Standing in the heart of La Carlota City on La Paz Street, Barangay I, Poblacion is this old church, built in 1876 during the Spanish era. It has the distinction as one of the very few churches of Romanesque architectural design in the region.
A distinct quality of this church was its use of Silay red bricks and coral stones bonded together by lime mixed in duck eggs as a binder. The materials were taken from Guimaras Island. The church was built by Filipinos forced to work under the polo system during the Spanish regime. The unpopular practice required Filipino males from age 16 to 60 to render free labor constructing churches, roads, bridges and other infrastructure for a total of forty days during the year.
Muscovado Sugar Mill Brick Chimney
Muscovado Sugar Mill Brick Chimney Ruins
This musscovado sugar mill brick chimney at Hacienda Canman-ug, Barangay Batuan was constructed before the establishment of Central Azucarera de La Carlota. It was powered by an A & W Smith Company steam engine manufactured in 1883 in Glasgow. This tourist destination offers a glimpse into the lives of Mangkasanons over a century ago and serves as a vehicle of knowledge on how the sugar industry in this part of the world has evolved.
Iron Dinosaurs of Central Azucarera de La Carlota
Visitors entering through the western part of the city are greeted by a black vintage steam locomotive, which the locals have dubbed as the “Iron Dinosaur” of La Carlota.
Infante Heritage House
The grandeur of living in the past can be felt upon entering the lion-guarded ancestral house of the Infante family at Hacienda Guadalupe, Barangay Ayungon. Almost half a kilometer from the highway, the place is a treasure chest of antique religious icons, hand-painted porcelain china wares and carnival glasses. It is home to one of the oldest yet operational German-made grandfather’s clock. Art deco pieces from center tables to cabinets figure prominently in the family’s priceless collection. Turn-of-the-century appliances and beautifully-made wood carvings serve as dividers at the second floor. The garden, fenced with balustrade on both sides facing the house, has a miniature lighthouse that once used to be a fountain. On December 12, 2001, the house was designated by the National Historical Institute as a heritage house, and a historical marker was placed on the property.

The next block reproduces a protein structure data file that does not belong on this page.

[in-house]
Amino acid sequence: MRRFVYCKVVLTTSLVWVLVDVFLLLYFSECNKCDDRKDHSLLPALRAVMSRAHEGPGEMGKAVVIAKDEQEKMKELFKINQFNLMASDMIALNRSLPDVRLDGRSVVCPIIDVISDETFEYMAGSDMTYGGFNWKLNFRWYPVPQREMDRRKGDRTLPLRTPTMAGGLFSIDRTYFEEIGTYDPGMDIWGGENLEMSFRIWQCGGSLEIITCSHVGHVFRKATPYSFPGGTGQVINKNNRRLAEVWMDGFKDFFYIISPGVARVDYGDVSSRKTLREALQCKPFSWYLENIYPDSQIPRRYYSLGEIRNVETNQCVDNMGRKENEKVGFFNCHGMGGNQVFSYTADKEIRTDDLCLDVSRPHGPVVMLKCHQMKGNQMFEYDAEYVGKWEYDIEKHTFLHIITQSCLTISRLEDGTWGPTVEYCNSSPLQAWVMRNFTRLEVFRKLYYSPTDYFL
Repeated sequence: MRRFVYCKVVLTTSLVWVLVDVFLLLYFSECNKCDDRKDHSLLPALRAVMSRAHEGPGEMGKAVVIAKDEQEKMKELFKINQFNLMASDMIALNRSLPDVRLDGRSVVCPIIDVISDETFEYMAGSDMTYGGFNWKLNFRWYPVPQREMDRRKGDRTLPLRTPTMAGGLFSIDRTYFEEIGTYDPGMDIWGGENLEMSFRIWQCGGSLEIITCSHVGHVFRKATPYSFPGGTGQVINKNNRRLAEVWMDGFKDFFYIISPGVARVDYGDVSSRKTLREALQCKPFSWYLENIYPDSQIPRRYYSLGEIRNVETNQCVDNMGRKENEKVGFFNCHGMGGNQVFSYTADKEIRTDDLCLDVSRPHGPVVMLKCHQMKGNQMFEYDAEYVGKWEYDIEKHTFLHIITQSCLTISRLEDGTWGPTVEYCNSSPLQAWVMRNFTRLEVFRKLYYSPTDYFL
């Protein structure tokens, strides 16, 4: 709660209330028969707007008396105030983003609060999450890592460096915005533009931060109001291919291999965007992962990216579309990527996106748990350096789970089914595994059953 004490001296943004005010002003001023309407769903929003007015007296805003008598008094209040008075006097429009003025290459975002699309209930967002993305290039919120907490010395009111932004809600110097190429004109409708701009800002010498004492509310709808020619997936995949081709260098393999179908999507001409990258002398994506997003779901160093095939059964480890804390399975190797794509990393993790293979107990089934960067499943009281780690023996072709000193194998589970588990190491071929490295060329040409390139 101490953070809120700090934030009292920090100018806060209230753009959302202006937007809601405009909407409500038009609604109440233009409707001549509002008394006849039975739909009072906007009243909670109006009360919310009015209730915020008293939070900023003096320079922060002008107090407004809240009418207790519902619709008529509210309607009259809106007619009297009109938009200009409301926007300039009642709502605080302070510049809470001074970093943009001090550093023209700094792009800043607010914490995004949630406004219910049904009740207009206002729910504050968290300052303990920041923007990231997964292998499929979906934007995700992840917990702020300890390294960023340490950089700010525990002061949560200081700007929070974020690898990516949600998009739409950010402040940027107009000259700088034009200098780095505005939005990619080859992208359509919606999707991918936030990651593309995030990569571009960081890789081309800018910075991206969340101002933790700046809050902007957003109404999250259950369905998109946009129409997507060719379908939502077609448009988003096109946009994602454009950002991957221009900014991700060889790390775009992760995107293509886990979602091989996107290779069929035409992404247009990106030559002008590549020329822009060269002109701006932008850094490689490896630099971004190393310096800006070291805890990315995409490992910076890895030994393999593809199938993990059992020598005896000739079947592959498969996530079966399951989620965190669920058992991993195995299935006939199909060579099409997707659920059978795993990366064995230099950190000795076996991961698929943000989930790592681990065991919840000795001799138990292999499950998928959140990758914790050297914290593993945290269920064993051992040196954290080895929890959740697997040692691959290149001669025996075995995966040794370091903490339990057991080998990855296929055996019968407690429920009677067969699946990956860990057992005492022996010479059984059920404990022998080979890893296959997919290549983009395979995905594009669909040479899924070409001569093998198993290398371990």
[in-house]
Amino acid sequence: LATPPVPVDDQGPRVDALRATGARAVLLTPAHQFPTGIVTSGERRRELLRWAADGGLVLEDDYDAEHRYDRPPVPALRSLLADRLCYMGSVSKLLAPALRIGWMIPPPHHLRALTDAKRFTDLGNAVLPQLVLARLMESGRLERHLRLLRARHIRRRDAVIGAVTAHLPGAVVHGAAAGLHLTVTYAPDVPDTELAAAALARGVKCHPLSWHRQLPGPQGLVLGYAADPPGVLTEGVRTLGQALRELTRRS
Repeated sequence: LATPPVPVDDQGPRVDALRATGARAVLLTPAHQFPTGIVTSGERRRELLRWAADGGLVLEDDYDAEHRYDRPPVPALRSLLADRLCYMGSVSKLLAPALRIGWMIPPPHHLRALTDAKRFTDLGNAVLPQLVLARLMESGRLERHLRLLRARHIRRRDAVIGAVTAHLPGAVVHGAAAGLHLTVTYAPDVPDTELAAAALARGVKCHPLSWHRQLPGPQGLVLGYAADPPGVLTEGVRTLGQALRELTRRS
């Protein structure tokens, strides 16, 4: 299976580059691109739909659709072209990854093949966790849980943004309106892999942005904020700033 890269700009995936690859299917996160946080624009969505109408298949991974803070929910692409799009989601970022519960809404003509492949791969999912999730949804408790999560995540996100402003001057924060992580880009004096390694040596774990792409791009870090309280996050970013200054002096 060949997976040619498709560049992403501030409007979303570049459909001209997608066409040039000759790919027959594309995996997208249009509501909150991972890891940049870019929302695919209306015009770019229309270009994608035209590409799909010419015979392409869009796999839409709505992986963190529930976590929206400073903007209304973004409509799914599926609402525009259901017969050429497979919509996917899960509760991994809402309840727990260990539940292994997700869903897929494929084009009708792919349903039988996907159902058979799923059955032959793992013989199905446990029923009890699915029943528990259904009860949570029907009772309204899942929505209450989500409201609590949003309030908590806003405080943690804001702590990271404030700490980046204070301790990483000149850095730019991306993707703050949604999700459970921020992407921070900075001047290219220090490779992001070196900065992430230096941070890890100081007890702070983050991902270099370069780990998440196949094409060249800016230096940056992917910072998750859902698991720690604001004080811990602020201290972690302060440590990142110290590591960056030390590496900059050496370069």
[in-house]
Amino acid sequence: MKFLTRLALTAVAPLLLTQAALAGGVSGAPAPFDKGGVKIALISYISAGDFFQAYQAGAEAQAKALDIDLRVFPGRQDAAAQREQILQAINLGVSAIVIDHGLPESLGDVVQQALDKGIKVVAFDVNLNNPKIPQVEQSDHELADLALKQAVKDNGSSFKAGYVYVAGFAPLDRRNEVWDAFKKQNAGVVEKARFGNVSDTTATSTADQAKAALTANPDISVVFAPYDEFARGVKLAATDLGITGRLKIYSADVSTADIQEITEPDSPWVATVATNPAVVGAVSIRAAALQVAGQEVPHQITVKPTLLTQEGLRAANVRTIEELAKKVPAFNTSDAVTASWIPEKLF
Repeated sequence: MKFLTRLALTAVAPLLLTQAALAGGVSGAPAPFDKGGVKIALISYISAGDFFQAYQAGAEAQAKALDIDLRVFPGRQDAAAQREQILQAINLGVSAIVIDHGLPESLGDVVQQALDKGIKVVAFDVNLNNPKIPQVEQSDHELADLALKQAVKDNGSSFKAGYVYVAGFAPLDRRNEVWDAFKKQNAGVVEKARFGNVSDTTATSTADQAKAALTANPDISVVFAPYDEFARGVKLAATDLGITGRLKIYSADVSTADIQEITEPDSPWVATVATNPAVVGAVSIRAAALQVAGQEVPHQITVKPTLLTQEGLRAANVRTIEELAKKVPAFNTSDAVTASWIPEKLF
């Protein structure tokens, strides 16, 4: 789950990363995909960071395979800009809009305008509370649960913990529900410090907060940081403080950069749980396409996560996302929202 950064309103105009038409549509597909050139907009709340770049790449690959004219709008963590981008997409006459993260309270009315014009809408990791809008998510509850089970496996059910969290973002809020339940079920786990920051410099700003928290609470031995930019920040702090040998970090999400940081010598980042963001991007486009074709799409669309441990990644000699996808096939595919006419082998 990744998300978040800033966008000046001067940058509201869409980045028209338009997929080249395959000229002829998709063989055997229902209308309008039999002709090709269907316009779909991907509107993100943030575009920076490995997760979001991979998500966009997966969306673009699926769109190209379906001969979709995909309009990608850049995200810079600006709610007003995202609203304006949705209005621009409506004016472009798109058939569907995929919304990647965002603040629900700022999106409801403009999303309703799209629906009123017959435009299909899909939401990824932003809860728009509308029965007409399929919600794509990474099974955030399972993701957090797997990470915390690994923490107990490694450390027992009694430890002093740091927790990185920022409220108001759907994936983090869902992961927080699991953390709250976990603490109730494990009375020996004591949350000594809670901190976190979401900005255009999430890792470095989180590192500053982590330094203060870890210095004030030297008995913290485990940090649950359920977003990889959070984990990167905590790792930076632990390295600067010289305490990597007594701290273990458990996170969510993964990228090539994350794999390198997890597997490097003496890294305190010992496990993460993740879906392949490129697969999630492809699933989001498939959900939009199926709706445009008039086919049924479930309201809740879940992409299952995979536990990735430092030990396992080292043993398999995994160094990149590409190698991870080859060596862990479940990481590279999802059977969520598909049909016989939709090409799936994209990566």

Presidencia Building
The seat of the local government, constructed in 1934, is an imposing landmark in the city center.
La Granja Agricolas
This agricultural model farm was established in 1881 through a Spanish royal decree issued on November 15, 1881 and was formally opened on July 8, 1884. The Philippines government maintains a stock farm in Barangay La Granja as well as a research center established by the Philippine Sugar Commission.

Festivals[edit]

Pasalamat Festival
This is a thanksgiving celebration held on the last Sunday of April. Pasalamat brings together the La Carloteños in unity and thanksgiving to God Almighty for the gift of life and of perseverance despite life’s difficulties. The festival attracts local and international tourists as merrymakers don colorful costumes fashioned out of indigenous materials dancing to the unique and original “Pasalamat Samba Beat” played by local drum beaters using percussion instruments.
The Christmas Festival of Lights and Music
It features lighted trees in the park and lighted private and public buildings around the city. Considered the biggest of its kind in the province, it also showcases various churches and local choir groups in the nightly Christmas Cantata at the park from December 15-January 1.

Notable people[edit]

Sister Cities[edit]

References[edit]

  1. ^ "Cities". Quezon City, Philippines: Department of the Interior and Local Government. Retrieved 6 March 2013. 
  2. ^ a b "Province: Negros Occidental". PSGC Interactive. Makati City, Philippines: National Statistical Coordination Board. Retrieved 6 March 2013. 
  3. ^ a b c "Total Population by Province, City, Municipality and Barangay: as of May 1, 2010". 2010 Census of Population and Housing. National Statistics Office. Retrieved 5 March 2013. 
  4. ^ "La Carlota City: 2011 DILG Awardee Seal of Good Housekeeping for Local Governance". Retrieved 2013-08-29. 
  5. ^ "Mayor reports city's accomplishments". Retrieved 2013-08-29. 
  6. ^ "Inside Negros: La Carlota City". Retrieved 2013-08-29. 
  7. ^ "HISTORY OF LA CARLOTA CITY". Retrieved 2013-08-29. 
  8. ^ "Company Overview of Central Azucarera De La Carlota Inc.". Retrieved 2013-08-29. 
  9. ^ "Province of Negros Occidental: La Carlota city". Retrieved 2013-08-29. 
  10. ^ "Province of Negros Occidental". Municipality Population Data. LWUA Research Division. Retrieved 19 August 2013. 
  11. ^ "Carson Sister Cities Association". Retrieved 2013-08-29. 

External links[edit]